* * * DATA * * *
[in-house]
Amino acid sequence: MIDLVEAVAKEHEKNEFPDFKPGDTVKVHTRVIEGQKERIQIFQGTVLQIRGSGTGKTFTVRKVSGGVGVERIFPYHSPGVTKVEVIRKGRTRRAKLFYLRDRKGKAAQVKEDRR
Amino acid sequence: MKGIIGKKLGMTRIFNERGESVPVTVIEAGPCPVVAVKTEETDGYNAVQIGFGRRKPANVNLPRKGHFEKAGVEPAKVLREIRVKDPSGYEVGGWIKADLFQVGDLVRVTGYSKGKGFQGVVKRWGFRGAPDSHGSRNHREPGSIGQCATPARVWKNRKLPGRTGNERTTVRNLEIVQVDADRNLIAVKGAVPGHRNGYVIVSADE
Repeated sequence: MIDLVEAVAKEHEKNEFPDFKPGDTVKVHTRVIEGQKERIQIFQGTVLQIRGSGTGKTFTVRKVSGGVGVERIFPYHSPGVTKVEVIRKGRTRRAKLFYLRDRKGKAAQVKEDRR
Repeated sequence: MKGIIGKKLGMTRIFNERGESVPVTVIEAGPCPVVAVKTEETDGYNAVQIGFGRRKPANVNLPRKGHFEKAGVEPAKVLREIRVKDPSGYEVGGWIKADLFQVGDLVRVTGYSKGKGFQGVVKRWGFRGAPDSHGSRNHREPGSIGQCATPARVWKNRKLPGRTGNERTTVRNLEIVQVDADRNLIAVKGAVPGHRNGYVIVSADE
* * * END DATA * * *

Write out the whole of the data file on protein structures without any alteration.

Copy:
[in-house]
Amino acid sequence: MIDLVEAVAKEHEKNEFPDFKPGDTVKVHTRVIEGQKERIQIFQGTVLQIRGSGTGKTFTVRKVSGGVGVERIFPYHSPGVTKVEVIRKGRTRRAKLFYLRDRKGKAAQVKEDRR
Amino acid sequence: MKGIIGKKLGMTRIFNERGESVPVTVIEAGPCPVVAVKTEETDGYNAVQIGFGRRKPANVNLPRKGHFEKAGVEPAKVLREIRVKDPSGYEVGGWIKADLFQVGDLVRVTGYSKGKGFQGVVKRWGFRGAPDSHGSRNHREPGSIGQCATPARVWKNRKLPGRTGNERTTVRNLEIVQVDADRNLIAVKGAVPGHRNGYVIVSADE
Repeated sequence: MIDLVEAVAKEHEKNEFPDFKPGDTVKVHTRVIEGQKERIQIFQGTVLQIRGSGTGKTFTVRKVSGGVGVERIFPYHSPGVTKVEVIRKGRTRRAKLFYLRDRKGKAAQVKEDRR
Repeated sequence: MKGIIGKKLGMTRIFNERGESVPVTVIEAGPCPVVAVKTEETDGYNAVQIGFGRRKPANVNLPRKGHFEKAGVEPAKVLREIRVKDPSGYEVGGWIKADLFQVGDLVRVTGYSKGKGFQGVVKRWGFRGAPDSHGSRNHREPGSIGQCATPARVWKNRKLPGRTGNERTTVRNLEIVQVDADRNLIAVKGAVPGHRNGYVIVSADE